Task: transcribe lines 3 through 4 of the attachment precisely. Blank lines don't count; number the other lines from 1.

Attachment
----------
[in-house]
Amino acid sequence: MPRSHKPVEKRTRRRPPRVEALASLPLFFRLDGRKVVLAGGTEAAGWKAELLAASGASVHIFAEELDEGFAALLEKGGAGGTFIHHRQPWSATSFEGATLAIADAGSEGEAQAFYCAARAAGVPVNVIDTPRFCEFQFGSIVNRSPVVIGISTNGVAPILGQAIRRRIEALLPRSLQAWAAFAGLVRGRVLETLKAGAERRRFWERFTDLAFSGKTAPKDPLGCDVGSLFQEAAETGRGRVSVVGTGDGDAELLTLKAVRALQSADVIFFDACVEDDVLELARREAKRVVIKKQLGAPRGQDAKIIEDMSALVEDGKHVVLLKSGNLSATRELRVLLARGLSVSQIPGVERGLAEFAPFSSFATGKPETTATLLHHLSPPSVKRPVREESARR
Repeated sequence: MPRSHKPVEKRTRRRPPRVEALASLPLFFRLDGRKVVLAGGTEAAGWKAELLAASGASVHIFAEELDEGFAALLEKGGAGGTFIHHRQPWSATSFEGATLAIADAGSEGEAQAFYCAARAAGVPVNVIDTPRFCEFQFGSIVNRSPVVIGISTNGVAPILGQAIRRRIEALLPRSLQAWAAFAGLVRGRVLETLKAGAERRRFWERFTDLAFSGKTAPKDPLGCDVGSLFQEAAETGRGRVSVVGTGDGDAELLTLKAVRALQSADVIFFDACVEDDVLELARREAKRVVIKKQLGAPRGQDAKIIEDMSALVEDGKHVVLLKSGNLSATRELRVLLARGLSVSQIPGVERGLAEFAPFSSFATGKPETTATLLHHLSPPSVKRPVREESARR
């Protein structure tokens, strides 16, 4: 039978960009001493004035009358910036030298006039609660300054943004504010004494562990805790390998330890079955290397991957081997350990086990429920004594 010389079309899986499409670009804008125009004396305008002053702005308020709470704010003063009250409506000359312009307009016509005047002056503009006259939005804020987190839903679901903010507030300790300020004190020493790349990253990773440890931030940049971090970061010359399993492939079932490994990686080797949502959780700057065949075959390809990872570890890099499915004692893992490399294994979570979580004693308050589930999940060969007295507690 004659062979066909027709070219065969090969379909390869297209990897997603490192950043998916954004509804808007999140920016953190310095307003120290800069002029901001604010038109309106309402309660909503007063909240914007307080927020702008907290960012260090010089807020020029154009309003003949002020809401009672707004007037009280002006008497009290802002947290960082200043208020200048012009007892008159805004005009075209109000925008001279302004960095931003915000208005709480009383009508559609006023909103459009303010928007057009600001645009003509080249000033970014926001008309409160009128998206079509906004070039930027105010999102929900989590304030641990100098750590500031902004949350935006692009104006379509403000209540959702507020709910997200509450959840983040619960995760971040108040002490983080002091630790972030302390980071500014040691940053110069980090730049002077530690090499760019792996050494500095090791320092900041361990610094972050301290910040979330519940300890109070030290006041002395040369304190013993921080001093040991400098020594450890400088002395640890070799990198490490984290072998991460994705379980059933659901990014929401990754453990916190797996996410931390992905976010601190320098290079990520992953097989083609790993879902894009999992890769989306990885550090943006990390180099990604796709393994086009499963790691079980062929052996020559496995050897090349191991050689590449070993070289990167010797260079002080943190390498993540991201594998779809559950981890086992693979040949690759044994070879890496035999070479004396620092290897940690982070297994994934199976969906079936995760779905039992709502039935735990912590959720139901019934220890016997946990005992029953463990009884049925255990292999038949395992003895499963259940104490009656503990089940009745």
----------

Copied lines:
Repeated sequence: MPRSHKPVEKRTRRRPPRVEALASLPLFFRLDGRKVVLAGGTEAAGWKAELLAASGASVHIFAEELDEGFAALLEKGGAGGTFIHHRQPWSATSFEGATLAIADAGSEGEAQAFYCAARAAGVPVNVIDTPRFCEFQFGSIVNRSPVVIGISTNGVAPILGQAIRRRIEALLPRSLQAWAAFAGLVRGRVLETLKAGAERRRFWERFTDLAFSGKTAPKDPLGCDVGSLFQEAAETGRGRVSVVGTGDGDAELLTLKAVRALQSADVIFFDACVEDDVLELARREAKRVVIKKQLGAPRGQDAKIIEDMSALVEDGKHVVLLKSGNLSATRELRVLLARGLSVSQIPGVERGLAEFAPFSSFATGKPETTATLLHHLSPPSVKRPVREESARR
């Protein structure tokens, strides 16, 4: 039978960009001493004035009358910036030298006039609660300054943004504010004494562990805790390998330890079955290397991957081997350990086990429920004594 010389079309899986499409670009804008125009004396305008002053702005308020709470704010003063009250409506000359312009307009016509005047002056503009006259939005804020987190839903679901903010507030300790300020004190020493790349990253990773440890931030940049971090970061010359399993492939079932490994990686080797949502959780700057065949075959390809990872570890890099499915004692893992490399294994979570979580004693308050589930999940060969007295507690 004659062979066909027709070219065969090969379909390869297209990897997603490192950043998916954004509804808007999140920016953190310095307003120290800069002029901001604010038109309106309402309660909503007063909240914007307080927020702008907290960012260090010089807020020029154009309003003949002020809401009672707004007037009280002006008497009290802002947290960082200043208020200048012009007892008159805004005009075209109000925008001279302004960095931003915000208005709480009383009508559609006023909103459009303010928007057009600001645009003509080249000033970014926001008309409160009128998206079509906004070039930027105010999102929900989590304030641990100098750590500031902004949350935006692009104006379509403000209540959702507020709910997200509450959840983040619960995760971040108040002490983080002091630790972030302390980071500014040691940053110069980090730049002077530690090499760019792996050494500095090791320092900041361990610094972050301290910040979330519940300890109070030290006041002395040369304190013993921080001093040991400098020594450890400088002395640890070799990198490490984290072998991460994705379980059933659901990014929401990754453990916190797996996410931390992905976010601190320098290079990520992953097989083609790993879902894009999992890769989306990885550090943006990390180099990604796709393994086009499963790691079980062929052996020559496995050897090349191991050689590449070993070289990167010797260079002080943190390498993540991201594998779809559950981890086992693979040949690759044994070879890496035999070479004396620092290897940690982070297994994934199976969906079936995760779905039992709502039935735990912590959720139901019934220890016997946990005992029953463990009884049925255990292999038949395992003895499963259940104490009656503990089940009745």